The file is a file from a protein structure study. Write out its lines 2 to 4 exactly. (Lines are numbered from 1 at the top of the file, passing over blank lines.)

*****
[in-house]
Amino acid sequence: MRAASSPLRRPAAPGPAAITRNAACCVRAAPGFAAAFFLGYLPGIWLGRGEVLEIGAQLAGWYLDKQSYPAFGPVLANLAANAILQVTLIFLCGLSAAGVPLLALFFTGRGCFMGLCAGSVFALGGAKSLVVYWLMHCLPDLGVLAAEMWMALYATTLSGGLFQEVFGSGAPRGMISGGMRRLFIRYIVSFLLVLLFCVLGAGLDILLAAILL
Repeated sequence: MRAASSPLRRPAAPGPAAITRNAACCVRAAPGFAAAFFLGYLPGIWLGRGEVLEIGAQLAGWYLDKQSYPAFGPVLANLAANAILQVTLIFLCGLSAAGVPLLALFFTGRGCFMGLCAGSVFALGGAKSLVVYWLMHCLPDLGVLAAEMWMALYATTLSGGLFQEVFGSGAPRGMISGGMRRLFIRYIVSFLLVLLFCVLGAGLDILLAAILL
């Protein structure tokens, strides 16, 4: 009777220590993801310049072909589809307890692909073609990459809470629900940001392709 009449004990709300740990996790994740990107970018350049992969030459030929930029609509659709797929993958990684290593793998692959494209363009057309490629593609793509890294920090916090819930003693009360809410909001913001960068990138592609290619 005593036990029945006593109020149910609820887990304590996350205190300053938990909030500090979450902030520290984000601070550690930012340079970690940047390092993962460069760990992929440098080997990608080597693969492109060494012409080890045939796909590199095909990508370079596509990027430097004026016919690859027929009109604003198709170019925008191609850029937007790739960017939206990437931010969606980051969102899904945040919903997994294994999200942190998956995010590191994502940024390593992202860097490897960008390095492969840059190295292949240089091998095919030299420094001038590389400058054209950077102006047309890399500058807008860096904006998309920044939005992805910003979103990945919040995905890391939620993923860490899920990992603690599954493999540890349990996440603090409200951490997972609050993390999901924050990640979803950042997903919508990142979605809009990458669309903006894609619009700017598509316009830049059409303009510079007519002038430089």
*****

Amino acid sequence: MRAASSPLRRPAAPGPAAITRNAACCVRAAPGFAAAFFLGYLPGIWLGRGEVLEIGAQLAGWYLDKQSYPAFGPVLANLAANAILQVTLIFLCGLSAAGVPLLALFFTGRGCFMGLCAGSVFALGGAKSLVVYWLMHCLPDLGVLAAEMWMALYATTLSGGLFQEVFGSGAPRGMISGGMRRLFIRYIVSFLLVLLFCVLGAGLDILLAAILL
Repeated sequence: MRAASSPLRRPAAPGPAAITRNAACCVRAAPGFAAAFFLGYLPGIWLGRGEVLEIGAQLAGWYLDKQSYPAFGPVLANLAANAILQVTLIFLCGLSAAGVPLLALFFTGRGCFMGLCAGSVFALGGAKSLVVYWLMHCLPDLGVLAAEMWMALYATTLSGGLFQEVFGSGAPRGMISGGMRRLFIRYIVSFLLVLLFCVLGAGLDILLAAILL
């Protein structure tokens, strides 16, 4: 009777220590993801310049072909589809307890692909073609990459809470629900940001392709 009449004990709300740990996790994740990107970018350049992969030459030929930029609509659709797929993958990684290593793998692959494209363009057309490629593609793509890294920090916090819930003693009360809410909001913001960068990138592609290619 005593036990029945006593109020149910609820887990304590996350205190300053938990909030500090979450902030520290984000601070550690930012340079970690940047390092993962460069760990992929440098080997990608080597693969492109060494012409080890045939796909590199095909990508370079596509990027430097004026016919690859027929009109604003198709170019925008191609850029937007790739960017939206990437931010969606980051969102899904945040919903997994294994999200942190998956995010590191994502940024390593992202860097490897960008390095492969840059190295292949240089091998095919030299420094001038590389400058054209950077102006047309890399500058807008860096904006998309920044939005992805910003979103990945919040995905890391939620993923860490899920990992603690599954493999540890349990996440603090409200951490997972609050993390999901924050990640979803950042997903919508990142979605809009990458669309903006894609619009700017598509316009830049059409303009510079007519002038430089």